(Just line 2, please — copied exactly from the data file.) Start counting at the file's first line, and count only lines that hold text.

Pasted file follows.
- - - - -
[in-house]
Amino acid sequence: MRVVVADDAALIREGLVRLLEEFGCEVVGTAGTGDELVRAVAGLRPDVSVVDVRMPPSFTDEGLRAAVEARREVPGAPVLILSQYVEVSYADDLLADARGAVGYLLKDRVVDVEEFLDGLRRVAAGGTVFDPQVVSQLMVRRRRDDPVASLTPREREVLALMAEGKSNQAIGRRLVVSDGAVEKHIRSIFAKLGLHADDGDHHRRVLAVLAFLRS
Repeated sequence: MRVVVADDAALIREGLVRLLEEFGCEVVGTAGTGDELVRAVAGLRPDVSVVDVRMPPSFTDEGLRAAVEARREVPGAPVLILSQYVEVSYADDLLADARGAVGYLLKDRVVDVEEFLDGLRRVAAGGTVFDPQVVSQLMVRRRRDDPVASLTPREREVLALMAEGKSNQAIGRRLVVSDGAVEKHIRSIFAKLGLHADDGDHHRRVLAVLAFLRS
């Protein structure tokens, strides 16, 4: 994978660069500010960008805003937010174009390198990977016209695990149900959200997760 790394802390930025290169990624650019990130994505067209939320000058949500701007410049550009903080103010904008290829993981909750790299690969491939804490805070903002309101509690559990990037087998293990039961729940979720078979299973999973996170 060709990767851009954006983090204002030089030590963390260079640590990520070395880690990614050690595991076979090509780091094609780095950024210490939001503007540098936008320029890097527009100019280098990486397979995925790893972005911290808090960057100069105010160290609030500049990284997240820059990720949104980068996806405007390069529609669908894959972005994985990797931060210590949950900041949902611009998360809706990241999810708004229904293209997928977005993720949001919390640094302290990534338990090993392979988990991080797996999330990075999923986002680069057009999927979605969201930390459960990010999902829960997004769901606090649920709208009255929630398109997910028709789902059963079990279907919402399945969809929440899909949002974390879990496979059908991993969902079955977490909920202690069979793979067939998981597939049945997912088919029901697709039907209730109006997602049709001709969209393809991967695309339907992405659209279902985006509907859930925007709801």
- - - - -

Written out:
Amino acid sequence: MRVVVADDAALIREGLVRLLEEFGCEVVGTAGTGDELVRAVAGLRPDVSVVDVRMPPSFTDEGLRAAVEARREVPGAPVLILSQYVEVSYADDLLADARGAVGYLLKDRVVDVEEFLDGLRRVAAGGTVFDPQVVSQLMVRRRRDDPVASLTPREREVLALMAEGKSNQAIGRRLVVSDGAVEKHIRSIFAKLGLHADDGDHHRRVLAVLAFLRS